Some Quick Headshots

One light above and to the left. Another light right behind her, separating the subject from the background. A couple of test exposures and I was good to go for seven actors, more or less.

Later this month, the Elite Theatre Company of Oxnard, California, opens a play called American Right. Today (Saturday the 10th of April, 2010), I went over there to shoot some lobby headshots. I also tried to get some publicity images during rehearsal, which will be the subject of another post.

Portraits got a lot easier after I started reading on a regular basis.  Today I used an SB800 and a shoot-through umbrella as my main light, above and left of the subjects.  I placed an SB600 with a Gary Fong Lightsphere behind the actors, to light the background and throw a little bit of rim-light.

The director alluded to this woman's character as "angelic," so I actually turned the background light into a rimlight by pointing it away from the wall and toward the back of her head. I misaimed, however, and the rimlight effect was too extreme near her shoulders. Hence the tight crop.

In past sessions, I used through-the-lens (TTL) metering with flash value lock, but today I decided to go manual, and I now understand why David Hobby over at Strobist recommends this.  Using the camera preview screen, it was easy to adjust the lights to levels that worked for me (1/10 on both of them, as it turned out). Once set, the light stayed consistent for each model, until I faced the blonde woman in the white blouse followed by the brunette in the black top. Adjustments were quick and easy because the Nikon D300 controls the external flashes from its own menu.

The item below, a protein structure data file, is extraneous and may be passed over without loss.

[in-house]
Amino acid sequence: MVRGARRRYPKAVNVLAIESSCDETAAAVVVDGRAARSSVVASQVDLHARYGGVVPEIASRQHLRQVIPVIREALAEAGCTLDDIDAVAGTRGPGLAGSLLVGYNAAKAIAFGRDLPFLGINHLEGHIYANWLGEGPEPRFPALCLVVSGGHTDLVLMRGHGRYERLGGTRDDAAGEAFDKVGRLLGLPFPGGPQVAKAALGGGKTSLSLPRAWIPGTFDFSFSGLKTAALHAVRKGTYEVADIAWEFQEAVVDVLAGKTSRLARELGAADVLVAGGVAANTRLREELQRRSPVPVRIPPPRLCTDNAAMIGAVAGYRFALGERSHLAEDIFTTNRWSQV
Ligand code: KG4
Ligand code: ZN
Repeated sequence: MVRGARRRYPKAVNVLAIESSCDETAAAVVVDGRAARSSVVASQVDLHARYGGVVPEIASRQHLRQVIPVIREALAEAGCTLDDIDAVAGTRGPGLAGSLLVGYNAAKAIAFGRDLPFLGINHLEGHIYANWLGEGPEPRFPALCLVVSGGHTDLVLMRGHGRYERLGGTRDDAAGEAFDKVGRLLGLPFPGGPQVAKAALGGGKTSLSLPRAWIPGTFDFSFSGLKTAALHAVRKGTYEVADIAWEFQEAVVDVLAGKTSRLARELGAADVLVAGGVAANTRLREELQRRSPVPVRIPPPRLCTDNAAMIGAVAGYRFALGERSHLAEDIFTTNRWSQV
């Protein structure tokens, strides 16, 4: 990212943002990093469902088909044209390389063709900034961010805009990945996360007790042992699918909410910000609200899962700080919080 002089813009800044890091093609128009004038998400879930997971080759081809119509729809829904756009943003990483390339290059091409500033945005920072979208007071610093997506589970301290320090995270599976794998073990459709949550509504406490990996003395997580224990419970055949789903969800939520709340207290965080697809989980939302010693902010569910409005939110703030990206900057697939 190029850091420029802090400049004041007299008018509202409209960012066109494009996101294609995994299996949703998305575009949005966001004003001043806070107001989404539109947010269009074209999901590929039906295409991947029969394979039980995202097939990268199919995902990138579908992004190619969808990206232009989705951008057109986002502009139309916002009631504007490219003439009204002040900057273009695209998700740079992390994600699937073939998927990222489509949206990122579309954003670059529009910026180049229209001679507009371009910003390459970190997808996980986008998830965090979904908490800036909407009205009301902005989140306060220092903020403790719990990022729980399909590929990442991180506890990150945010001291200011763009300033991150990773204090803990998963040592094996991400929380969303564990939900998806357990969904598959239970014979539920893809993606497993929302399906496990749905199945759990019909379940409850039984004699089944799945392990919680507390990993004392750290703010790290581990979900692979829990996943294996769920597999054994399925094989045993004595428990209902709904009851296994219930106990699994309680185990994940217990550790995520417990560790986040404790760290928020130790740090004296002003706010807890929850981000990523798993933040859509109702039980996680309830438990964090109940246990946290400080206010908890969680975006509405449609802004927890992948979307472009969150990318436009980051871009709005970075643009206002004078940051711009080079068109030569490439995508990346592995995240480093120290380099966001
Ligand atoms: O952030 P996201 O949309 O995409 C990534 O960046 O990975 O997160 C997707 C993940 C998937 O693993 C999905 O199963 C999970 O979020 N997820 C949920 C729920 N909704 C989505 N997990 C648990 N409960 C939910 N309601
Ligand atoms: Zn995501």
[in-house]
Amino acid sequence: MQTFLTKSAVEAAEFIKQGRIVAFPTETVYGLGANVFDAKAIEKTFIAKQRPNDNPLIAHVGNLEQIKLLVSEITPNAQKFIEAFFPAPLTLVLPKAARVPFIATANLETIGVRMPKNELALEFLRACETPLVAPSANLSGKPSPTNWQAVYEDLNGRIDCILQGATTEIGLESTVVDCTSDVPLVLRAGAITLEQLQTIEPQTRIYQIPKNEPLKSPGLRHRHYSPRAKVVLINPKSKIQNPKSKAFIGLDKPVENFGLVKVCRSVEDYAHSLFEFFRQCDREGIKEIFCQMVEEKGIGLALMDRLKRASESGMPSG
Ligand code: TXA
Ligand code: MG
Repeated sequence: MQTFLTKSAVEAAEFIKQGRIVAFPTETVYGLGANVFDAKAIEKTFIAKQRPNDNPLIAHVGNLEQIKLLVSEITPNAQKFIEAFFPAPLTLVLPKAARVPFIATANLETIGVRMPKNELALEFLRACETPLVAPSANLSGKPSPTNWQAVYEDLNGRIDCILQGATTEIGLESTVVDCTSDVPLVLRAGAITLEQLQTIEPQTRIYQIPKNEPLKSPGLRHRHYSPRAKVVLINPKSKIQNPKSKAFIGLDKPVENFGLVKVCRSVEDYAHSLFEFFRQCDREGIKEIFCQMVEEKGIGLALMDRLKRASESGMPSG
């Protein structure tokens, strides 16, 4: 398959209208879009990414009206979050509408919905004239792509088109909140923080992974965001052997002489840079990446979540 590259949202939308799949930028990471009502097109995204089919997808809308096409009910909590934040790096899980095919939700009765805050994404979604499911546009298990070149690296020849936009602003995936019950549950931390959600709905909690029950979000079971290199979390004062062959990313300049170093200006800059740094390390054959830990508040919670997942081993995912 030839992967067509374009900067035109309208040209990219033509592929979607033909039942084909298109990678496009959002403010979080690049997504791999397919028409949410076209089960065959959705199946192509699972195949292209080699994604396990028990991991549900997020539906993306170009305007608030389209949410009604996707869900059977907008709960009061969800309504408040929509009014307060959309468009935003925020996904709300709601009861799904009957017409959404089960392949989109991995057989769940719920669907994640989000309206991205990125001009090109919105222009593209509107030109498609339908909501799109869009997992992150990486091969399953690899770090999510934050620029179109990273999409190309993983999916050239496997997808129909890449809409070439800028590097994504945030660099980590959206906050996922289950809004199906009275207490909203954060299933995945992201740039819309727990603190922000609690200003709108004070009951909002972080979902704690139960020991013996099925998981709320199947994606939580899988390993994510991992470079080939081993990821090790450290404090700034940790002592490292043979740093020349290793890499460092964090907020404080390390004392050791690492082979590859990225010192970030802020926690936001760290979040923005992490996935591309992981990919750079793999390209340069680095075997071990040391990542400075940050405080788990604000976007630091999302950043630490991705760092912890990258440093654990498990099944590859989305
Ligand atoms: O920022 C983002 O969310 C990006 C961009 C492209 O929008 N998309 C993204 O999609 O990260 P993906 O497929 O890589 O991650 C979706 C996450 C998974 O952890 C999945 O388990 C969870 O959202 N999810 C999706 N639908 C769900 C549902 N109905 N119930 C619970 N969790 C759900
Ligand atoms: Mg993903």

I still face two big problems with actor headshots. I cannot always get the eyes sharp, and I haven’t figured out why.  I suspect that I have a bad habit of leaning slightly as I squeeze the shutter release. On the other hand, it might be an autofocus limitation, because it seems that I get sharper results with light colored eyes than with darker eyes.

I'm more comfortable photographing men because I don't even think about retouching unless there's a shaving cut or something. Otherwise, I'm quite happy to side light our wrinkles and scars and other external evidence of character. I could have used a third light or a reflector to fill in the shadows on the right, but I wanted a more dramatic look to these images.

The second problem: I usually don’t retouch the photos. One of the images posted here HAS been retouched, but I thought to do so after I ordered the prints, so once again, a local actress is going to hate me. The thing is, I don’t want to retouch photos.  I think of myself as an amateur journalist, not a portrait artist or a glamour photographer, and once I start retouching, I frankly cannot figure out how to stop. Yet I also have not yet figured out how to light everyone in a flattering way.

It’s a conundrum, to be sure. What are your thoughts on retouching portraits?

I suppose that in Photoshop I could have removed the stray hair from her forehead, but in Aperture I just couldn't make it look natural, so I let it be. What I'd really like to develop is the presence of mind to say at the time of shooting, "Let me just move this hair..."


Filed under Camera Settings, Dance and Theater, Lighting, Post Processing, Professional vs. Amateur

2 responses to “Some Quick Headshots

  1. myrna

    thanks for including at least one person with wrinkles in your series


Leave a Reply

Fill in your details below or click an icon to log in: Logo

You are commenting using your account. Log Out /  Change )

Google+ photo

You are commenting using your Google+ account. Log Out /  Change )

Twitter picture

You are commenting using your Twitter account. Log Out /  Change )

Facebook photo

You are commenting using your Facebook account. Log Out /  Change )

Connecting to %s